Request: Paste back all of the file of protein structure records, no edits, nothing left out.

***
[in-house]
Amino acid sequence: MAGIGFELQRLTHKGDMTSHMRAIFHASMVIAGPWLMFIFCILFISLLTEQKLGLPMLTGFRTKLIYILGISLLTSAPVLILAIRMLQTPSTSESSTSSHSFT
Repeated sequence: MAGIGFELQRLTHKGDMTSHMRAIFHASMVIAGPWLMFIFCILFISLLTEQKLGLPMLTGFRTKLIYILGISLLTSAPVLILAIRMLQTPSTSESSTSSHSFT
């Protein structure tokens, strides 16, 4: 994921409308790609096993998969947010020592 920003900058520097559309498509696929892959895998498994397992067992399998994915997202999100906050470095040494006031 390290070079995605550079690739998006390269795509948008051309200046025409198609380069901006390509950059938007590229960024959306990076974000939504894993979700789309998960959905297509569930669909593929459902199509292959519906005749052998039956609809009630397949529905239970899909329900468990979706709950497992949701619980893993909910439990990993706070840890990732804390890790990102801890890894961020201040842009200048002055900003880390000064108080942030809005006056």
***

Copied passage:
[in-house]
Amino acid sequence: MAGIGFELQRLTHKGDMTSHMRAIFHASMVIAGPWLMFIFCILFISLLTEQKLGLPMLTGFRTKLIYILGISLLTSAPVLILAIRMLQTPSTSESSTSSHSFT
Repeated sequence: MAGIGFELQRLTHKGDMTSHMRAIFHASMVIAGPWLMFIFCILFISLLTEQKLGLPMLTGFRTKLIYILGISLLTSAPVLILAIRMLQTPSTSESSTSSHSFT
């Protein structure tokens, strides 16, 4: 994921409308790609096993998969947010020592 920003900058520097559309498509696929892959895998498994397992067992399998994915997202999100906050470095040494006031 390290070079995605550079690739998006390269795509948008051309200046025409198609380069901006390509950059938007590229960024959306990076974000939504894993979700789309998960959905297509569930669909593929459902199509292959519906005749052998039956609809009630397949529905239970899909329900468990979706709950497992949701619980893993909910439990990993706070840890990732804390890790990102801890890894961020201040842009200048002055900003880390000064108080942030809005006056």